In Ukraine, 80% of those seeking help from law enforcement reporting domestic violence incidents are women, and 20% – men.

That's according to a report delivered by the Verkhovna Rada Human Rights Commissioner Liudmyla Denisova, who spoke at a Kyiv forum "Domestic Violence: A 360-Degree View. Challenges. Opportunities. Actions," an UNIAN correspondent report.

The types of abuse go beyond sexual violence – extending to psychological and financial pressure on the victim.

The Ombudsperson's Office has analyzed these appeals and identified the existing issue, including the insufficient number of facilities where victims can appeal for help. This is about shelters for the temporary hosting of domestic violence victims. Today, there are 34 such shelters across Ukraine, but in seven regions, no such safe places have been set up at all.

"The coronavirus epidemic has added problems, because to get into such a shelter, one needs a COVID-19 test, while in some places, due to the epidemic, there is no public transport connection, which complicates for those needing shelter the efforts to get there. Besides, often the victims are unaware of their opportunities to get free legal advice," Denisova said.

Also, the issue of children who become witnesses of domestic violence is yet to be addressed. According to international standards, such children must be referred to as victims, not witnesses of domestic violence incidents thereby having the right to government assistance.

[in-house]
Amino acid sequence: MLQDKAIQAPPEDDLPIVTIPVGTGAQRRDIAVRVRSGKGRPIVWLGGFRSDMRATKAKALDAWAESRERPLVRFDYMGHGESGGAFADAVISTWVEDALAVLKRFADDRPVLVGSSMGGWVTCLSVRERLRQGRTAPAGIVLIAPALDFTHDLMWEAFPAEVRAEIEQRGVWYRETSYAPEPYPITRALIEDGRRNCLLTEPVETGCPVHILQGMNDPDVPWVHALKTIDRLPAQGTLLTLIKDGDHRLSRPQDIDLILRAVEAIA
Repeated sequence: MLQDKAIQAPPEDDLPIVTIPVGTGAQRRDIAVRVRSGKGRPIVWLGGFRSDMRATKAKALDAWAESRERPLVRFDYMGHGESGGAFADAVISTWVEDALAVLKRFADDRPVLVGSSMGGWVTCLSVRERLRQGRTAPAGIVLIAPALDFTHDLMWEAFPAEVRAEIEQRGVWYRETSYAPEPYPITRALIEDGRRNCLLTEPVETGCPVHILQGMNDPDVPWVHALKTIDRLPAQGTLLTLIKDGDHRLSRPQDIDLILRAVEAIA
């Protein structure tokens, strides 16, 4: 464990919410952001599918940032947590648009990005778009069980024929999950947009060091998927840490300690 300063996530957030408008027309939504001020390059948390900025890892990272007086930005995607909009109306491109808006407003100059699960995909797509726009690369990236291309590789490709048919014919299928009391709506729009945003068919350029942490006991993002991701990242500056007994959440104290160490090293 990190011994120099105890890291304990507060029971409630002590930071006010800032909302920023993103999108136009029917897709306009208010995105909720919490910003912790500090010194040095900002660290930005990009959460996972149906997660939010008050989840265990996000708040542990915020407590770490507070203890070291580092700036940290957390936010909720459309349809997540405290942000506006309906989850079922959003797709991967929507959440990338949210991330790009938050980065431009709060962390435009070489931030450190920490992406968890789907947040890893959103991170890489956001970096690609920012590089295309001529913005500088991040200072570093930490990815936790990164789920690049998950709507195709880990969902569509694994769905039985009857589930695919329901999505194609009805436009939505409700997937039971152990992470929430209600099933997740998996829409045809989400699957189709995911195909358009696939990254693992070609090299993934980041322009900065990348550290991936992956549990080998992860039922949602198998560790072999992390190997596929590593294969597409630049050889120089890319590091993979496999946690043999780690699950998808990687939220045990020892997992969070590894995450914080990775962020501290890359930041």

Due to the distance learning in schools, children in the affected families are often deprived of access to proper education since their abusers do not allow them using a computer.

Denisova stressed that in Ukraine, despite government promotion campaigns, people generally refrain from exposing their abusers. This is "part of mentality," the report says, where people consider it inappropriate to come out with personal experience of being subjected to domestic violence. Many victims wish not to be judged by general public, although lately, this stereotype is starting to break down.

Over the nine months of 2020r, more than 142,000 domestic violence reports have been filed, which is double the number reported in 2017, the Ombudsperson concluded.

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